John Brown with his wife and daughter, arrived at Holdfast Bay on the Africaine on the 8th November 1836. He, together with Gouger, decided to accept Colonel Light's advice that this was the spot where the colony would be founded.
His job as Immigration Officer was to greet the new settlers on arrival at the tent camp at Glenelg and assist in placing them in employment. The Brown's camp became a gathering place. They were also praised for fostering good relations between the settlers and the local aboriginal people. Brown continued to assist new arrivals at Emigration Square in the west park lands long after his term had expired as there was no one else to take on the job. He also refused to become Protector of Aborigines deeming this to be the responsibility of the Crown.
John Brown was the first colonial officer suspended by Governor Hindmarsh over his refusal to bury a dead immigrant. He remained Hindmarsh's most vehement detractor over the next 3 years. In 1840 he became a member of the first Adelaide Municipal Corporation and was for some years the editor of The South Australian newspaper - a political foil to Stevenson's Register. George Stevenson was Governor Hindmarsh's private secretary.
Brown later became manager of the Adelaide Life Assurance & Guarantee Company until failing health necessitated his resignation. He was killed in a fatal accident in King William street in 1879 aged 78. His diary of the early years of the colony in the State Library deserves more study.

Buxton Street D4
After Sir Thomas Fowell Buxton MP, 1786-1845. His mother was a member of The Society of Friends, where he was introduced to the Quaker family of the Gurney's. He married a sister of Elizabeth Fry (nee Gurney) and became involved in the Quaker campaign for social reform. As an MP he joined Elizabeth Fry in her campaign for prison reform; the abolition of capital punishment; and the abolition of the slave trade - finally passed in 1833.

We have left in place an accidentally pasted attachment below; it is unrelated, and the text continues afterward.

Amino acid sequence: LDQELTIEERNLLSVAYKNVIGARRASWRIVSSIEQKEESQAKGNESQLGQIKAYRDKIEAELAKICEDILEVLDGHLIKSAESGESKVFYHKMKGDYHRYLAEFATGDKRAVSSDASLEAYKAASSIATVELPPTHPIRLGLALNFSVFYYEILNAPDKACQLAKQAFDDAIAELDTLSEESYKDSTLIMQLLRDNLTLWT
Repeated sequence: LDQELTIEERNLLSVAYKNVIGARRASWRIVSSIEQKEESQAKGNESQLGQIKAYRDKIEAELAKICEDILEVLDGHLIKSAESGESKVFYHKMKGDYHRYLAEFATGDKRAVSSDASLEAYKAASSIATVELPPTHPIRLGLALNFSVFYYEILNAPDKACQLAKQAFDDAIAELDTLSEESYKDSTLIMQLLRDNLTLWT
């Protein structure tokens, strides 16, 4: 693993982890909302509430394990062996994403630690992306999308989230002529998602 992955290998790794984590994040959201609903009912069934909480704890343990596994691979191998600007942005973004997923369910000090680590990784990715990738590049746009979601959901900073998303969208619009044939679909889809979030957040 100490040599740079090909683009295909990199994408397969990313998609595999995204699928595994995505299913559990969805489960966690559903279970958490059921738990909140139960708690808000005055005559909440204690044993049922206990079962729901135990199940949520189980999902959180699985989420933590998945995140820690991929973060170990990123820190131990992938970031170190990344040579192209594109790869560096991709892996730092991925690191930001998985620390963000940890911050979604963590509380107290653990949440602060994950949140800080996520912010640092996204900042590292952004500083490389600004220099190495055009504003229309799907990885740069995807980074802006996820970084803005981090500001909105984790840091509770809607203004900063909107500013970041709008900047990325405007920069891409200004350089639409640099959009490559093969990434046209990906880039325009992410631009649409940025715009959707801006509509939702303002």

His direct involvement in South Australian affairs was as the first President of the Aborigines Protection Society, formed in England in 1835. This Society campaigned for the legal rights of native peoples as reflected in Governor Hindmarsh's first Proclamation of 28th December 1836.
His grandson of the same name, became Governor of South Australia in 1895.

Carrington Street L15
Lord Carrington (John Abel Smith), was a member of the National Colonisation Society of 1830 and was an active campaigner for the parliamentary sanction required for the Colony. His support continued through the financial crisis of 1841. He was a member of the Select Committee which wrote off all the debts owed by South Australia.

Childers Street E3
J. Wallbanke Childers MP was a member of the Provisional Committee of The South Australian Association formed on the 27th November 1833. He continued to fight for South Australia to gain the passage of the Foundation Act of SA through Parliament - assented to on the 15th August 1834 and enacted by King William on the 19th February 1836.

Currie Street D12
Raikes Currie was MP for Northhampton in the House of Commons. He was also a member of the Provisional Committee of The South Australian Association 1834, the SA Literary & Scientific Association August 1834, and an original Director of The South Australian Company floated on the 22nd January 1836, and a Director of The Van Diemens Land Company. Currie first suggested that the SA Company set up a bank in South Australia.
In 1859 he was one of four donors of the Silver Bowl from which the annual Adelaide City Council 'toast to Colonel Light' is drunk.